Chronic Pneumonitis in Patients with NSCLC Treated with Immune Checkpoint Inhibitor Therapy

Web Exclusives

The recent development of immune checkpoint inhibitors (ICIs) has advanced the treatment of non–small-cell lung cancer (NSCLC), which is promising news as the prognosis for advanced NSCLC is poor and standard treatment has limited effect.1 Up to 10% of patients with NSCLC treated with ICIs experience pneumonitis, a rare but potentially fatal adverse effect.2 While most pneumonitis cases respond to the recommended 4 to 6 weeks of treatment with corticosteroids, a small percentage will develop recurrent pneumonitis when ICI therapy resumes.2 In a few cases, patients will develop chronic or relapsing ICI pneumonitis despite discontinuation of ICI treatment and corticosteroid treatment lasting ≥12 weeks.2,3

This complication was evaluated in a study presented at the 2021 American Society of Clinical Oncology annual meeting. Researchers investigated the clinical features and courses experienced by 869 patients with NSCLC treated with ICIs between 2011 and 2019 who developed chronic pneumonitis.3 The patients were evaluated with chest computed tomography (CT) scans to classify the lung imaging patterns.3 Pneumonitis requiring treatment with steroids for a total of ≥12 weeks, either continuously or for multiple time periods, was defined as chronic pneumonitis.3 If the initial course of steroid treatment was given continuously for ≥12 weeks with no interruption, the pneumonitis was classified as primary refractory pneumonitis.3 Recurrent pneumonitis was defined as a subsequent pneumonitis episode from ICI rechallenge, and pneumonitis flare was defined as an episode of pneumonitis after steroids were tapered without an ICI rechallenge.3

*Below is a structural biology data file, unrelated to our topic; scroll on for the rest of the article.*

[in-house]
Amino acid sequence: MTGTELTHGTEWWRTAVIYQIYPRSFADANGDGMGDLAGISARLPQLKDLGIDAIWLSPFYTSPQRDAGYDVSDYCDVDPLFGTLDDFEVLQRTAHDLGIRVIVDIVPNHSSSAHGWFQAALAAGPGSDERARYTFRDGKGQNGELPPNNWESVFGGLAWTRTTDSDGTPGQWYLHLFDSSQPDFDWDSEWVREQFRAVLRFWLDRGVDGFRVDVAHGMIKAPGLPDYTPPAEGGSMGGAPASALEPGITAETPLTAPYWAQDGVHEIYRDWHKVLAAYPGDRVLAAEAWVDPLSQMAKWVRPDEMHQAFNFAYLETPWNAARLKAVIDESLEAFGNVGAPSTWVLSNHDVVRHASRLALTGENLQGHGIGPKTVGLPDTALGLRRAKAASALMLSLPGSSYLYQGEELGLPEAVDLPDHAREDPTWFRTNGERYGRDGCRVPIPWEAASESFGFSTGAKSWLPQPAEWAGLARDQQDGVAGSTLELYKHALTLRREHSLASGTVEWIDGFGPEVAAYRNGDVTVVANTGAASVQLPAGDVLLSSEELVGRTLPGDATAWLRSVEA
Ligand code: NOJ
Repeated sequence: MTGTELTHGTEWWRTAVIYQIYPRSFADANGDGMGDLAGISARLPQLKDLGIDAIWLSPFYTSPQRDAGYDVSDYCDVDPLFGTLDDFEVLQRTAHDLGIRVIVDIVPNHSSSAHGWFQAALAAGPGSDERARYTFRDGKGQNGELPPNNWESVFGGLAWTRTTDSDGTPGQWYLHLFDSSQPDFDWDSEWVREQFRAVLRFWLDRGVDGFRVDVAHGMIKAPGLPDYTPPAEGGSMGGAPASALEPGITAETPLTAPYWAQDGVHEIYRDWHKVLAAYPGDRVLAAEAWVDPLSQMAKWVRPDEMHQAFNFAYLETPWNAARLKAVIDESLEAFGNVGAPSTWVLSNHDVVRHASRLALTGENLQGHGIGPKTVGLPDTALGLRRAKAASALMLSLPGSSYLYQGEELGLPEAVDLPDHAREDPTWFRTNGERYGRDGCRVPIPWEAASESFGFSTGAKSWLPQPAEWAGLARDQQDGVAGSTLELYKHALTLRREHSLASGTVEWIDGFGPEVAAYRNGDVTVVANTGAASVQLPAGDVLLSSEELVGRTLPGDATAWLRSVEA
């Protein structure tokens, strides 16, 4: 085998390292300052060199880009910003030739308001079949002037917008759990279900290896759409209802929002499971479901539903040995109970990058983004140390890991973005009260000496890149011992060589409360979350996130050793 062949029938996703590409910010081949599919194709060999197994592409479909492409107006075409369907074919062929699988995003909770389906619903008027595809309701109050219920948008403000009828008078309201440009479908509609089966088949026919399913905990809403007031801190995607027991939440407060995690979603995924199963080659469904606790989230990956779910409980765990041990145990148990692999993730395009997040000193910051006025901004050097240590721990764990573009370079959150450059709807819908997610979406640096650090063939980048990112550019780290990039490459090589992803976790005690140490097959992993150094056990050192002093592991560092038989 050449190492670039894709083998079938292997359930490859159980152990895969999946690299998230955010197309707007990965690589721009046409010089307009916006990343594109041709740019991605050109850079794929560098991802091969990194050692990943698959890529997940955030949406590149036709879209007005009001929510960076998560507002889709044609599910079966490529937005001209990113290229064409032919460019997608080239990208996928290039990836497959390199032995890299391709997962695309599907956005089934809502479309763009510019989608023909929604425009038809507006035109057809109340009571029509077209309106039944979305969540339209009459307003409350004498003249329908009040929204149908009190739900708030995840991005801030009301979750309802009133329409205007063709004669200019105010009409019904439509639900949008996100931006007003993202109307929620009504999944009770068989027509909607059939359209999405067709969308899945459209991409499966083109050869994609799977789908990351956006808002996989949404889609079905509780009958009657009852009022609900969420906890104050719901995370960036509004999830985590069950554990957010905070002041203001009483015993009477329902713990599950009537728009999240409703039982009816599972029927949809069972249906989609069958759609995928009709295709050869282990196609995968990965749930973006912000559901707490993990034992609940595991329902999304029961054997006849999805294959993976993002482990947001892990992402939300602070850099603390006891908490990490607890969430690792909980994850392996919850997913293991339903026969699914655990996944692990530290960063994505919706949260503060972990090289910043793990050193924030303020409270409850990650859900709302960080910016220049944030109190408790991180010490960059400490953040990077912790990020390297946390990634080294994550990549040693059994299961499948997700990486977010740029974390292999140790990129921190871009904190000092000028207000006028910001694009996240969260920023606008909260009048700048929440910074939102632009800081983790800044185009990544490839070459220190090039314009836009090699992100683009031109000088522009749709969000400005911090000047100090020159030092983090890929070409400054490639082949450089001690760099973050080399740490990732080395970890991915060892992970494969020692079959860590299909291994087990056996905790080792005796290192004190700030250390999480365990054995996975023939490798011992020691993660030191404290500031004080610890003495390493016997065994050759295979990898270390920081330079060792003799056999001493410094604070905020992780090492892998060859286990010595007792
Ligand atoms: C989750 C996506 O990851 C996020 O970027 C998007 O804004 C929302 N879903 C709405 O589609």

ICI pneumonitis developed in 44 patients and 50% of these patients experienced chronic pneumonitis requiring a median of 25.9 total weeks of corticosteroid therapy.3 Additional immunosuppressant therapy was necessary for 4 patients.3 The most common CT pattern found in all pneumonitis cases (30 of 44) was cryptogenic organizing pneumonia (COP).3 COP was also found in 14 of 22 patients with chronic pneumonitis.3 Primary refractory pneumonitis affected 14 of the 22 patients with chronic pneumonitis.3 The remaining 8 patients were weaned off of steroids within 12 weeks, but they developed episode(s) of pneumonitis that resulted in ≥12 weeks of steroid therapy in total.3 Patients with primary refractory pneumonitis had an average of 1.8 months to pneumonitis development, whereas the 8 patients experiencing recurrent pneumonitis had an average of 5.5 months to pneumonitis development.3

ICI treatment was permanently discontinued in 17 of the 22 patients and 9 of the 17 experienced pneumonitis flare after their steroid doses were tapered.3 This made it necessary for them to receive additional steroid doses, some repeatedly.3 When 5 of the 22 patients were rechallenged with ICIs, 4 had recurrent pneumonitis.3


  1. Onoi K, Chihara Y, Uchino J, et al. Immune checkpoint inhibitors for lung cancer treatment: a review. J Clin Med. 2020;9:1362.
  2. Naidoo J, Cottrell TR, Lipson EJ, et al. Chronic immune checkpoint inhibitor pneumonitis [published correction appears in J Immunother Cancer. 2020 Nov;8(2):]. J Immunother Cancer. 2020;8:e000840.
  3. Stuart J, Ricciuti B, Machado Alessi J, et al. Chronic immune checkpoint inhibitor (ICI) pneumonitis in patients (pts) with non-small cell lung cancer (NSCLC). J Clin Oncol. 2021;39(15_suppl):9103-9103.

Related Items

Subscribe to The Oncology Nurse-APN/PA

To sign up for our newsletter or print publications, enter your contact information below.

I'd like to receive: